13. College Tarieven Gezondheidszorg Zorgautoriteit in oprichting (2005), Geraadpleegd in 2005, http://www.ctg-zaio.nl.
  14. Craske, M.G. (1997). Fear and anxiety in children and adolescents. Bulletin of the Menninger Clinic, 61, A4-A36.PubMedGoogle Scholar
  15. Di Nardo, P.A., Brown, T.A. & Barlow, D.H. (1994). Anxiety Disorders Interview Schedule for DSM-IV; lifetime version (ADIS-IV-L). San Antonio TX; Psychological Corporation.Google Scholar
  16. Dolan, P. (1997). Modelling valuations for EuroQol health states. Medical Care, 35, 1096–1108.CrossRefGoogle Scholar
  17. EuroQol Group (1990). EuroQol – a new facility for the measurement of health related quality of life. Health Policy, 16, 199–208.CrossRefGoogle Scholar
  18. Fals-Stewart, W., Yates, B.T. & Klostermann, K. (2005). Assessing the costs, benefits, cost-benefit ratio, and cost-effectiveness of marital and family treatments: Why we should and how we can. Journal of Family Psychology, 19, 28–39.PubMedCrossRefGoogle Scholar
  19. Ginsburg, G.S., Silverman, W.K. & Kurtines, W.K. (1995). Family involvement in treating children with phobic and anxiety disorders; A look ahead. Clinical Psychology Review, 15, 457–473.CrossRefGoogle Scholar
  20. Greenberg, P.E., Sisitsky, T., Kessler, R.C., Finkelstein, S.N., Berndt, E.R., Davidson, J.R.T. et al. (1999). The economic burden of anxiety disorders in the 1990’s. Journal of Clinical Psychiatry, 60, 427–435.PubMedCrossRefGoogle Scholar
  21. In-Albon, T. & Schneider, S. (2006). Psychotherapy of childhood anxiety disorders: a meta-analysis. Psychotherapy and Psychosomatics, 76, 15–24.CrossRefGoogle Scholar
  22. Keller, M.B., Lavori, P.W., Wunder, J., Beardslee, W.R., Schwarts, C.E. & Roth, J. (1992). Chronic course of anxiety disorders in children and adolescents. Journal of the American Academy of Child and Adolescent Psychiatry, 31, 595–599.PubMedCrossRefGoogle Scholar
  23. Kendall, P.C. (1994). Treating anxiety disorders in children: results of a randomized clinical trial. Journal of Consulting and Clinical Psychology, 62, 100–110.PubMedCrossRefGoogle Scholar
  24. Kessler, R.C., McGonagle, K.A., Zhao, S., Nelson, C.B., Hughes, M., Eshleman, S., Wittchen, H. & Kendler, K.S. (1994). Lifetime and 12-month prevalence of DSM-III-R psychiatric disorders in the United States. Archives of General Psychiatry, 51, 8–19.PubMedCrossRefGoogle Scholar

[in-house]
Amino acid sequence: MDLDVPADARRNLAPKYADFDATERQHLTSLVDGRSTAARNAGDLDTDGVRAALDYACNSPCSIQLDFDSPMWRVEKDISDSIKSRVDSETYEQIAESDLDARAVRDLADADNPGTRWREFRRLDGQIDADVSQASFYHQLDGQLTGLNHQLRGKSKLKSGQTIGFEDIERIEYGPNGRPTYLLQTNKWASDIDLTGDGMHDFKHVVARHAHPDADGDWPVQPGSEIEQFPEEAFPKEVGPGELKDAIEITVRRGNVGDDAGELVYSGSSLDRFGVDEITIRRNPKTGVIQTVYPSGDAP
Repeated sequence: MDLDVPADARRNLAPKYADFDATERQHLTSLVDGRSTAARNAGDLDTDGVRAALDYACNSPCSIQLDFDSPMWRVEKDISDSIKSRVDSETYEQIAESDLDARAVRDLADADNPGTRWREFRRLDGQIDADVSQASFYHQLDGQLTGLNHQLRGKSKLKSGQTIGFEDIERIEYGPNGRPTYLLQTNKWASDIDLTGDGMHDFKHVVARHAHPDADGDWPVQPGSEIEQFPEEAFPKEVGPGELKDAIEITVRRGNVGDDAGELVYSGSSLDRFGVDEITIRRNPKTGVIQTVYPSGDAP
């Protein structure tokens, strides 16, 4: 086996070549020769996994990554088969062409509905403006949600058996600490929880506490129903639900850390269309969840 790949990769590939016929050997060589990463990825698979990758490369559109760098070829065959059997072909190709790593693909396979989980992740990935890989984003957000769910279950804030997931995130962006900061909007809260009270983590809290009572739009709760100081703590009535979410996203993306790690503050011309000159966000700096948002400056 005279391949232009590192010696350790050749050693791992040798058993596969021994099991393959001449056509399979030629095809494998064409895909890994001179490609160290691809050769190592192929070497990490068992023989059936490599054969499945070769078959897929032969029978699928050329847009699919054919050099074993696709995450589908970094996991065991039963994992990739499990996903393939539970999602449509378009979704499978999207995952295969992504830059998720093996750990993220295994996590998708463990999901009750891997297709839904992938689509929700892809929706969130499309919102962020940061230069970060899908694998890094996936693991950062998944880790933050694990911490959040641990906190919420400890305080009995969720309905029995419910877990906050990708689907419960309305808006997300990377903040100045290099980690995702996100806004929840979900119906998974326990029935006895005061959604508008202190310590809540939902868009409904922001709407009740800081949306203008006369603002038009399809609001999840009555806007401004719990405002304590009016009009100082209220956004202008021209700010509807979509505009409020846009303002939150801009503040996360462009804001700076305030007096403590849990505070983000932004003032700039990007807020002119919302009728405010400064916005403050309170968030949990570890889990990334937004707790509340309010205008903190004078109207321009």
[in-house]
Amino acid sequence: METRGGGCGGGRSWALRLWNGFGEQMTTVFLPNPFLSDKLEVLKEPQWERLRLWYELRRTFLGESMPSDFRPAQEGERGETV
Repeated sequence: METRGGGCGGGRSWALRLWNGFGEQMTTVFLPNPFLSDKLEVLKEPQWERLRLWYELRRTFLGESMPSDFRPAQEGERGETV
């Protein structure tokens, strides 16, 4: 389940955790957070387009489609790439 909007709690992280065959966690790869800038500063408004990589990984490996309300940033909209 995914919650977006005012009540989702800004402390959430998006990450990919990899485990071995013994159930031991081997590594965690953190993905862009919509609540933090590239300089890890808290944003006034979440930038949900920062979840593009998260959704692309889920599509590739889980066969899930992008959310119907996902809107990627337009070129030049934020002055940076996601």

25. Knapp, M. (1997). Economic evaluations and interventions for children and adolescents with mental health problems. Journal of Child Psychology and Psychiatry, 38, 3–25.PubMedCrossRefGoogle Scholar
  26. Leon, A.C., Portera, L. & Weissman, M.M. (1995). The social costs of anxiety disorders. British Journal of Psychiatry, 27, 19–22.Google Scholar
  27. Marciniak, M., Lage, M.J., Landbloom, R.P., Dunayevich, E. & Bowman, L. (2004). Medical and productivity costs of anxiety disorders: case control study. Depression and Anxiety, 19, 112–120.PubMedCrossRefGoogle Scholar
  28. Nationaal Instituut voor budgetvoorlichting, NIBUD (2005), Geraadpleegd 2005, http://www.nibud.nl.
  29. Nauta, M.H., Scholing, A., Emmelkamp, P.M. & Minderaa, R.B. (2003). Cognitive-behavioural therapy for anxiety disordered children in a clinical setting: No additional effect of a cognitive parent training. Journal of the American Academy of Child and Adolescent Psychiatry, 42, 1270–1278.PubMedCrossRefGoogle Scholar
  30. Newman, D.L., Moffitt, T.E., Caspi, A., Magdol, L., Silva, P.A. & Stanton, W.R. (1996). Psychiatric disorder in a birth cohort of young adults: Prevalence, comorbidity, clinical significance, and new case incidence from ages 11–21. Journal of Consulting and Clinical Psychology, 64, 552–562.PubMedCrossRefGoogle Scholar
  31. Oostenbrink, J.B., Koopmanschap, M.A. & Rutten, F.F.H. (2005). Handleiding voor kostenonderzoek: Methoden en richtlijnprijzen voor economische evaluaties in de gezondheidszorg. Amstelveen: College voor Zorgverzekeringen.Google Scholar